Presidential chairs — and what they say about their occupants

by Brendan Beery

You can tell a lot about a person’s professional standing by looking at the chair behind his or her desk.  As a general rule, there is a direct correlation between the height of a chair’s back and the prestige of the chair’s occupant.  One doesn’t expect to see a file clerk in a chair like this:

chair.1One also doesn’t expect to see a CEO in a chair like this:

chair.2Most of us don’t pick our own desk chairs, so although a chair might say something about its occupant’s status, it doesn’t tell us much about its occupant’s psychology.

But presidents are different.  When a new president occupies the Oval Office, he gets to appoint the place to his liking.  Obviously, that includes the chair.  So a presidential desk chair does tell us something about its occupant’s psychology, not just his station.  What does it say about a president when his primary concern is utility or comfort or style?  And what does it say about a president when his primary concern is girth or length or height?  Ahem.

With these questions in mind, here are my picks for the best and worst presidential desk chairs during my lifetime (from LBJ to the present).  I’ll go from best to worst, and naturally, some commentary is included.  Here goes:

1. Barack Obama’s chair.  You knew it, right? But seriously … there is no classier desk chair in Oval Office lore.  It is neither understated nor overdone.  Its occupant must be someone who is never out of control, has some awareness about and respect for history, and has more concern for the office he holds than his own place in it.


Barack Obama’s chair

2. Ronald Reagan’s chair.  I’ll bet you didn’t see that coming!  Reagan’s chair was thoroughly unpretentious.  He didn’t need a towering headrest to make himself feel transformative.  This chair combined utility and comfort with a style that, by Oval Office standards, was also unique.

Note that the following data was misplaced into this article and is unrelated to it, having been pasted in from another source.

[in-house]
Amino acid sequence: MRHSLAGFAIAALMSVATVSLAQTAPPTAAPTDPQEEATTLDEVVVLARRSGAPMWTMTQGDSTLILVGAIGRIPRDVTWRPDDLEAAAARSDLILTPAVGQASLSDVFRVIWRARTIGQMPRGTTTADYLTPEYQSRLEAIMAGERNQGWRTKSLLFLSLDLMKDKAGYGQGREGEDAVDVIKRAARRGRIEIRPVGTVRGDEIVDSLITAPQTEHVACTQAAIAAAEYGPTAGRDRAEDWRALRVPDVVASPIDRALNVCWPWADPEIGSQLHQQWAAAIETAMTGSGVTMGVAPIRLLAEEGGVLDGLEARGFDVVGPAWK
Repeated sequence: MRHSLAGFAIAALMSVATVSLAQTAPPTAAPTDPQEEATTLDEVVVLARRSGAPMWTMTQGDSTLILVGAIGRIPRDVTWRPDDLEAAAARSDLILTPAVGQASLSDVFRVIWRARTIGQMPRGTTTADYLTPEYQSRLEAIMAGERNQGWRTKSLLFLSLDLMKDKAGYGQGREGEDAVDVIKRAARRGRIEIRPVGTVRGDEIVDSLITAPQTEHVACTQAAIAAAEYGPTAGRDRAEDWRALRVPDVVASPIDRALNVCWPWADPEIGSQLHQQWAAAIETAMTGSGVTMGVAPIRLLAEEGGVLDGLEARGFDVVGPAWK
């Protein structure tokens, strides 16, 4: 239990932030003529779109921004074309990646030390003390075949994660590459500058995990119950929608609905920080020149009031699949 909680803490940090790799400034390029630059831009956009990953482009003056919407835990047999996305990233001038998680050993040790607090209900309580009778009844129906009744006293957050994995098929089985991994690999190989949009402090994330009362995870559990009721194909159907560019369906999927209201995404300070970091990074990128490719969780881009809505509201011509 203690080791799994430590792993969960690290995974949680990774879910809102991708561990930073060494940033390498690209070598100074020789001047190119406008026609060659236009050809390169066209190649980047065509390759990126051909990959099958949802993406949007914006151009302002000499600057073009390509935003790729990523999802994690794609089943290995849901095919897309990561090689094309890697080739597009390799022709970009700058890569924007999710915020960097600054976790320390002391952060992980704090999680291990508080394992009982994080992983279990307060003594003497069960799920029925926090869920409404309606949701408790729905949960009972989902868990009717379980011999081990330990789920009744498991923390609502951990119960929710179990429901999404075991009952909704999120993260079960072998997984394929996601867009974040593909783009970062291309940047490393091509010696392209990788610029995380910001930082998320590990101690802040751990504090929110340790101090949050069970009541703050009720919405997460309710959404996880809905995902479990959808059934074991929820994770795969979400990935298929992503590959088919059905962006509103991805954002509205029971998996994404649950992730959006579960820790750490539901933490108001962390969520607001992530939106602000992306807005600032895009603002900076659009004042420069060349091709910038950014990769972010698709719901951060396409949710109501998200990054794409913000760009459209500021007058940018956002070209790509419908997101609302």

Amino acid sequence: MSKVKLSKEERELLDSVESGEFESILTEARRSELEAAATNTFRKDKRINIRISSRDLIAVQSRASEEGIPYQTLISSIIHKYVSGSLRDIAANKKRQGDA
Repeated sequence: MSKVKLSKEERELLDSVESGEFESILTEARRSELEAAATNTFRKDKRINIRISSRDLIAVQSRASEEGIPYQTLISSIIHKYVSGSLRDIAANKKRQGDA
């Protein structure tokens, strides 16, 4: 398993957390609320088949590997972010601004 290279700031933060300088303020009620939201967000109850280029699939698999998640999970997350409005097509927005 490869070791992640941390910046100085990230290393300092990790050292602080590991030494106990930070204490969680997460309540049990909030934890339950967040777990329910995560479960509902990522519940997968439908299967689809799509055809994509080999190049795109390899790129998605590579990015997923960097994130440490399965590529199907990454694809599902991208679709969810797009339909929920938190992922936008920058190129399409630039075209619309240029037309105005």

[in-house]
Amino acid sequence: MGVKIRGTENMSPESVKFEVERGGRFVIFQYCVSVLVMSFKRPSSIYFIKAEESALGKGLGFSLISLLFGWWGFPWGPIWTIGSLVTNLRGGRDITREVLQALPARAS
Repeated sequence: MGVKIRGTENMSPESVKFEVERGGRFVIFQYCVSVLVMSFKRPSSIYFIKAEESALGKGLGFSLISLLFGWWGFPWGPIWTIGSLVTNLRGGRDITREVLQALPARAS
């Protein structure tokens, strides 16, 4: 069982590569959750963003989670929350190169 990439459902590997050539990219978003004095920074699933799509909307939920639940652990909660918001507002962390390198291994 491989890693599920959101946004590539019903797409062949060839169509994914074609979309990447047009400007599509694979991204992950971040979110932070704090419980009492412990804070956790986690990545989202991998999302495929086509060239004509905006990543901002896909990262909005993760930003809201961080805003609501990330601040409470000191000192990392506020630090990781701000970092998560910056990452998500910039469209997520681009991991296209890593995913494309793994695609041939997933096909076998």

Ronald Reagan's chair

Ronald Reagan’s chair

3. (Tie) The chairs of (in chronological order) Lyndon Johnson, Gerald Ford, and George HW Bush.  These presidents chose chairs that are nearly indistinguishable from one another.  The chairs are unmistakably, ahem, straight.  They are sturdy, about right in height, and equipped with functional headrests.

LBJ's chair

LBJ’s chair

Gerald Ford's chair

Gerald Ford’s chair

George HW Bush's chair

George HW Bush’s chair

6. Bill Clinton’s chair.  Bill went a little too academic for my taste.  My first chair as a law prof looked just like this, and I like to think of the presidency as above my pay grade.

Bill Clinton's chair

Bill Clinton’s chair

7. Richard Nixon’s chair.  Not bad, but Nixon gets dinged for lack of originality.

Richard Nixon's chair

Richard Nixon’s chair

8. Jimmy Carter’s chair.  It should come as no surprise that Jimmy Carter, the anti-Evangelical (by today’s standards) who oozed humility and minimalism, chose a simple chair.  It was a workmanlike chair, and it, like him, bespoke a kind of modesty that bordered on infirmity.

Jimmy Carter's chair

Jimmy Carter’s chair

9. George W. Bush’s chair.  This was a monstrosity.  What was Bush trying compensate for?  For Bush, being President of the United States wasn’t enough: he needed a massive tool that practically screamed, I am even bigger than you think: I am not under-equipped for the job.


George W Bush’s chair

These next three photos are your choices to answer the poll below.  If Donald Trump is elected president, would he pick a, b, or c as his chair?








2 thoughts on “Presidential chairs — and what they say about their occupants

  1. Ha Ha! I almost put ‘c’ but chicken’d out. Can’t imagine anyone but ‘The Donald’ sitting on that wood- engraved throne!


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